Note to new readers: Our family took in two foreign exchange students for the 2011-2012 school year. Denmark was a 17 yr old girl. China was a 16 yr old boy. The U.S. is our son (Little Man) and was 15 yrs old at the time. Israel, when home, is our (then) 22 yr old daughter (Principessa), and Canada our (then) 19 yr old son (Middle Man). This school year, 2013-2014, we did it all again, and welcomed Germany to the Assembly. He is an 18 year old boy, who joined the family and the U.N. and made it that much richer. I am The Secretary General. Smart Guy is Dad. Together, we are the U.N.: a home where laughs come daily, chaos reigns and borders fall easily, as we live like a real family. Know that no foreigners were hurt in the making of this blog post or in the incidents cited. All parties were aware that their comments were being noted; pictures were used with permission, and assistance in editing for privacy. That said…
I’ve been asked by several people, several times, over these past ten months, why I haven’t written anything about the U.N. Since last August, we’ve had Germany living with us, and throughout that time the U.S. and Germany have certainly provided plenty of amusing, entertaining, and thought-provoking topics. Canada has participated at times; China has participated on a few special occasions (now attending college nearby), and in the past few weeks, Israel as been in sessions as well. And yet, I’ve written very little about these ongoing international events. It is not a reflection on Germany, that so little has been said. It’s not because there were any top secret initiatives on the U.N. floor. Rather, it may be a reflection that international diplomacy has been very stable, and there was little to report. However, as the school year comes to a close and Germany prepares to leave the U.N. it’s hard not to look back over these months and reflect on how much we have all been impacted by this connection.
It goes without saying, but the world is a big place. It’s all together possible to live in a small town and never leave the U.S. or meet people from abroad. Admittedly, I’ve been fortunate since college to have traveled to many places, and to have met a lot of people from other countries. In the past two years our family has been truly blessed to host three exchange students, from three different countries. Two years ago the U.N. opened with Denmark and China, who were each here for ten months, during the same school year. The U.N. was in full session 24/7 and we faced all kinds of international as well as run of the mill issues and challenges. We all grew and shared a remarkable year together. Last year we were a single nation family, Israel back in Jerusalem and Canada off at school and then abroad for a semester in China.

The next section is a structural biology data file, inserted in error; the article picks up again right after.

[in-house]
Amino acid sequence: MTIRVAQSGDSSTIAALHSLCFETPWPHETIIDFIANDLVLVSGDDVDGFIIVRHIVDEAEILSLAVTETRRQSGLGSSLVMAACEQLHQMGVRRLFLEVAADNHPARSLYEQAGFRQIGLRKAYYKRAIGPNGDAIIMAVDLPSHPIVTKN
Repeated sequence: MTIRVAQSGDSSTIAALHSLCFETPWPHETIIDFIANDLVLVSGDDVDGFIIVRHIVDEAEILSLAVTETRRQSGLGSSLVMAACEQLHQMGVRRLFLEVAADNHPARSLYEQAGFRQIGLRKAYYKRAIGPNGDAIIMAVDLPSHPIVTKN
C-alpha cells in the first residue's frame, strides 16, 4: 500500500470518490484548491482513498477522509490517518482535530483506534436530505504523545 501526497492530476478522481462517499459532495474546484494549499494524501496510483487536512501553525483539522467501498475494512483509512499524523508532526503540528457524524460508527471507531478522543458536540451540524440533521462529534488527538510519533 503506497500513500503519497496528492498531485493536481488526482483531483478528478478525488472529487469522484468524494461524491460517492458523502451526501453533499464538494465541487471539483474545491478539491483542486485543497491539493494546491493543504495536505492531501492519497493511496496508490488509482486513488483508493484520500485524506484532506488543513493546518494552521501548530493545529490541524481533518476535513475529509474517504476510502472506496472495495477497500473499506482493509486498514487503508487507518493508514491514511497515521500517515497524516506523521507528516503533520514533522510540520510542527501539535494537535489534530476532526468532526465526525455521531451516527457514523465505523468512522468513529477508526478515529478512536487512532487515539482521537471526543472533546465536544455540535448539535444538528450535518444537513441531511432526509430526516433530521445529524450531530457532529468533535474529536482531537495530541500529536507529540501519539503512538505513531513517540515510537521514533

It was a strange year– quiet, but not uneventful. In addition to the dissolution of the U.N. our marriage suffered some cracks as well, and we found ourselves living separately for nine months. It was a time for all nations and parties to reflect on personal goals, conflict resolution, international boundaries and strategic planning. Individual nations had issues to resolve, while the greater structure of the U.N. needed some tweaking as well. No sooner had we reconciled bilateral conflicts and reached détente– all sides willing to work on issues and reach rapprochement– when we received a call from Germany (the country). Would we be willing to allow an 18 year old German boy to live with us for the year, so that he could graduate from the U.S. high school he once attended?